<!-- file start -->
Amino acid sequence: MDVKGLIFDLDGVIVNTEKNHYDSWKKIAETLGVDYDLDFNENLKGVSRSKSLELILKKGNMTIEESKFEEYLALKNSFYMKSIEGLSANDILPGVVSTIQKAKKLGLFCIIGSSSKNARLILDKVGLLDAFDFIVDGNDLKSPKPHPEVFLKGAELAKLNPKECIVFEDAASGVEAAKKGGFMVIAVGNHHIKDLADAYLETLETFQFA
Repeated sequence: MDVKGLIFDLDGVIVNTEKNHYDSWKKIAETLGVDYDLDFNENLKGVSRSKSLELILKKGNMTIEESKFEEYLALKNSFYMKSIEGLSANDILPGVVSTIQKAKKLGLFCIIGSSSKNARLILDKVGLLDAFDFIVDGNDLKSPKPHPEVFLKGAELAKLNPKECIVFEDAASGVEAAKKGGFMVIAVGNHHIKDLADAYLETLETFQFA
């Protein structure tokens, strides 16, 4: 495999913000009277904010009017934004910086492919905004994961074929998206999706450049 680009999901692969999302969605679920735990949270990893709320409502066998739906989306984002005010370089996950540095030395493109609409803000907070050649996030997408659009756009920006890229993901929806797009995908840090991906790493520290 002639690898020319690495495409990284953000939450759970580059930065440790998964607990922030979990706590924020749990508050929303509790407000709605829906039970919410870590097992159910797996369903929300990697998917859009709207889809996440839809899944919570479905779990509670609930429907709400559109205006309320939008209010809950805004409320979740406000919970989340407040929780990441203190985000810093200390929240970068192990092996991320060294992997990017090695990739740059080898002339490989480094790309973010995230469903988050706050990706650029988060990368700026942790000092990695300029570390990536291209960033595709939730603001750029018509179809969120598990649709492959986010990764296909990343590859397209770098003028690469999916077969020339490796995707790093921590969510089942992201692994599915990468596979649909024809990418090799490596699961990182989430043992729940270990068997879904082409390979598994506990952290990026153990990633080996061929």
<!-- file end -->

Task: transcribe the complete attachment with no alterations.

Amino acid sequence: MDVKGLIFDLDGVIVNTEKNHYDSWKKIAETLGVDYDLDFNENLKGVSRSKSLELILKKGNMTIEESKFEEYLALKNSFYMKSIEGLSANDILPGVVSTIQKAKKLGLFCIIGSSSKNARLILDKVGLLDAFDFIVDGNDLKSPKPHPEVFLKGAELAKLNPKECIVFEDAASGVEAAKKGGFMVIAVGNHHIKDLADAYLETLETFQFA
Repeated sequence: MDVKGLIFDLDGVIVNTEKNHYDSWKKIAETLGVDYDLDFNENLKGVSRSKSLELILKKGNMTIEESKFEEYLALKNSFYMKSIEGLSANDILPGVVSTIQKAKKLGLFCIIGSSSKNARLILDKVGLLDAFDFIVDGNDLKSPKPHPEVFLKGAELAKLNPKECIVFEDAASGVEAAKKGGFMVIAVGNHHIKDLADAYLETLETFQFA
């Protein structure tokens, strides 16, 4: 495999913000009277904010009017934004910086492919905004994961074929998206999706450049 680009999901692969999302969605679920735990949270990893709320409502066998739906989306984002005010370089996950540095030395493109609409803000907070050649996030997408659009756009920006890229993901929806797009995908840090991906790493520290 002639690898020319690495495409990284953000939450759970580059930065440790998964607990922030979990706590924020749990508050929303509790407000709605829906039970919410870590097992159910797996369903929300990697998917859009709207889809996440839809899944919570479905779990509670609930429907709400559109205006309320939008209010809950805004409320979740406000919970989340407040929780990441203190985000810093200390929240970068192990092996991320060294992997990017090695990739740059080898002339490989480094790309973010995230469903988050706050990706650029988060990368700026942790000092990695300029570390990536291209960033595709939730603001750029018509179809969120598990649709492959986010990764296909990343590859397209770098003028690469999916077969020339490796995707790093921590969510089942992201692994599915990468596979649909024809990418090799490596699961990182989430043992729940270990068997879904082409390979598994506990952290990026153990990633080996061929």